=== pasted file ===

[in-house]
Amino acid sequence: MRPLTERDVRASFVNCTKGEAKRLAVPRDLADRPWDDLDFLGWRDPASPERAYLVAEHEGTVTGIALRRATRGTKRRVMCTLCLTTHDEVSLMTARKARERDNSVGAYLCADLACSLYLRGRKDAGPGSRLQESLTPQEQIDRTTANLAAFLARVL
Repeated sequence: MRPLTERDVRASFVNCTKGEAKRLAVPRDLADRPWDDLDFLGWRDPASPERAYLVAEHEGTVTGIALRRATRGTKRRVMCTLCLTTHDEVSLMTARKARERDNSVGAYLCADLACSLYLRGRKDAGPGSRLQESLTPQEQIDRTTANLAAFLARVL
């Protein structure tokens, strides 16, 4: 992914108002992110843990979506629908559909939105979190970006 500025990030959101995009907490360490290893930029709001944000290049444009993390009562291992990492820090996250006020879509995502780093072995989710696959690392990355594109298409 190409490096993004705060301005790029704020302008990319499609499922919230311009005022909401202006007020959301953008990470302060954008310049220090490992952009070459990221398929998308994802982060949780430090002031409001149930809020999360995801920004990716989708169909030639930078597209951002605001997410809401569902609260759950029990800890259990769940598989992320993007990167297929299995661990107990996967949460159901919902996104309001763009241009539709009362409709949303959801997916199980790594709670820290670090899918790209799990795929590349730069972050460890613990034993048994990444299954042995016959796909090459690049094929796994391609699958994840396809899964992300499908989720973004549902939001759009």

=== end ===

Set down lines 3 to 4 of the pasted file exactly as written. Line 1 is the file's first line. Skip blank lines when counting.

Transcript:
Repeated sequence: MRPLTERDVRASFVNCTKGEAKRLAVPRDLADRPWDDLDFLGWRDPASPERAYLVAEHEGTVTGIALRRATRGTKRRVMCTLCLTTHDEVSLMTARKARERDNSVGAYLCADLACSLYLRGRKDAGPGSRLQESLTPQEQIDRTTANLAAFLARVL
């Protein structure tokens, strides 16, 4: 992914108002992110843990979506629908559909939105979190970006 500025990030959101995009907490360490290893930029709001944000290049444009993390009562291992990492820090996250006020879509995502780093072995989710696959690392990355594109298409 190409490096993004705060301005790029704020302008990319499609499922919230311009005022909401202006007020959301953008990470302060954008310049220090490992952009070459990221398929998308994802982060949780430090002031409001149930809020999360995801920004990716989708169909030639930078597209951002605001997410809401569902609260759950029990800890259990769940598989992320993007990167297929299995661990107990996967949460159901919902996104309001763009241009539709009362409709949303959801997916199980790594709670820290670090899918790209799990795929590349730069972050460890613990034993048994990444299954042995016959796909090459690049094929796994391609699958994840396809899964992300499908989720973004549902939001759009």